“… an orchestral, almost operatic, composition” that is “electrifying … stunning … powerful … explosive” and “leaves one longing for more.”

Maridee Slater, Reviews Hub

December 27, 2019

Clarice Lispector’s debut novel Near To The Wild Heart shot out of a canon in an era where many assumed the twenty-three-year-old woman was, in fact, a man writing under a pseudonym because no woman could write that well. Dear 1943, a woman did. The New Stage Theatre Company’s attempt to stage this seminal work is a provocative (albeit safe) homage to the envelopment one experiences reading the novel.

Translating Ms. Lispector’s work into English is no easy task, as her Brazilian wordplay is linguistically unique and rule-breaking. Entrekin’s 2012 translation serves as a fiercely rich arsenal for adaptor/director Ildiko Nemeth to paint a surreal pastiche of theatrical elements, which negotiate time and space on a horizontal plane, co-existing as an orchestral, almost operatic, composition.

Near To The Wild Heart follows amoral Joana through a series of moments from present-day to childhood in what one could most succinctly describe as a feminist structure. Ms. Nemeth expertly weaves this structure through a subtle nod to Aristotelian storytelling in her conducting of the multi-disciplinary music of the evening; movement and design converse together sometimes in whispers, sometimes in crescendos, and often with juxtaposed binary components.  The ride is an emotional journey, enveloping the room in a simultaneously satiating and vexing haze of poetic unease.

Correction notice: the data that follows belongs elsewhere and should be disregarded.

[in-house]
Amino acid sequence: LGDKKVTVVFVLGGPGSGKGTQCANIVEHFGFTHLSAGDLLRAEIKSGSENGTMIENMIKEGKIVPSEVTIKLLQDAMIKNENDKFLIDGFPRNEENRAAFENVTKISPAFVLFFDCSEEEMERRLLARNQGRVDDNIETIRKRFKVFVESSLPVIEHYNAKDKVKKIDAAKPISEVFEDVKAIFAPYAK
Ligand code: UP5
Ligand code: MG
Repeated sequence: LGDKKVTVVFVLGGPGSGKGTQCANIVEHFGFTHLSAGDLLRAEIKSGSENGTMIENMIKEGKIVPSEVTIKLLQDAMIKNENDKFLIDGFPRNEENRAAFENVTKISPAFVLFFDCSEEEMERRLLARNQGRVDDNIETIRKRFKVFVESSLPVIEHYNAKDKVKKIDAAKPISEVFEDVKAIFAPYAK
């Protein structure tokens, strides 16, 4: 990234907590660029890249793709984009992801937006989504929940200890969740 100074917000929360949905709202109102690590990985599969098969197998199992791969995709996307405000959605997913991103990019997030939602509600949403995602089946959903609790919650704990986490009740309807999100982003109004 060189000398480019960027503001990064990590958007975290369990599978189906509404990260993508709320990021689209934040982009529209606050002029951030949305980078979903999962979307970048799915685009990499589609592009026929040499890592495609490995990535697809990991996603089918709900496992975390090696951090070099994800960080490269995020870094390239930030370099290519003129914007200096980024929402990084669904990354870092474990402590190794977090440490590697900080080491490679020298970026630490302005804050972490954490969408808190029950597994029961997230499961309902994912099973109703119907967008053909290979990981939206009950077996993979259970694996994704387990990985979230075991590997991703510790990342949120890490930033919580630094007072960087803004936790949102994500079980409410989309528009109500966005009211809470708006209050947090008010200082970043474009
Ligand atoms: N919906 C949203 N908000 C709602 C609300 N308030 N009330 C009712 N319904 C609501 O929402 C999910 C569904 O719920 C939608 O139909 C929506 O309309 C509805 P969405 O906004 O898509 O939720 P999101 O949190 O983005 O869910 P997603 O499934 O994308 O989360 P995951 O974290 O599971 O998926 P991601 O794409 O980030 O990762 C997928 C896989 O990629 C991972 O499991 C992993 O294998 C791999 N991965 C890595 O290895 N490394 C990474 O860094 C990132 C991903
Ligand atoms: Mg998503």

Sarah Lemp (Joana) is expertly disparate in cognizance while (remarkably) completely present as a moving breathing vessel in space, almost outside of time. Joana could easily be a character unengaged or seemingly unaffected, even bored.  Ms. Lemp encapsulates the qualities necessary to capture the experience of this emotion story by electrifying the energy and focus needed to lure us into her journey. Witnessing her Joana, one can’t help but feel the weight of the world compressing their whole being while they drift through the inescapable dull longing of existence.

Lisa Giobbi (Narrator, Mother, Aerial Dancer) is a delightful surprise. It is a shame that Ms. Giobbi’s aerial work is tucked off to the side, as it is a stunning visual and physical metaphor and a genius theatricalization of the feminine voyage and its corruptions.

Jessica Sofia Mitrani’s Video Design paints a powerful landscape, drifting in and out of the proverbial spotlight while flowing ever-present and persistent in flavour. Notably, Ms. Mitrani collaborated with Hailey De Jardins on the costumes, which speak their own language in striking service to the storytelling.

Frederico Restrepo’s Lighting Design is a testament to the explosive expressions that can come from exploiting the challenges specific to the architecture of a space.

Overall, New Stage Theatre Company’s production is a successful attempt to stage the work of arguably one of the most prolific literary voices of the Twentieth Century. Where the production leaves one longing for more, there is a sense that that is the very point – an ominous wink.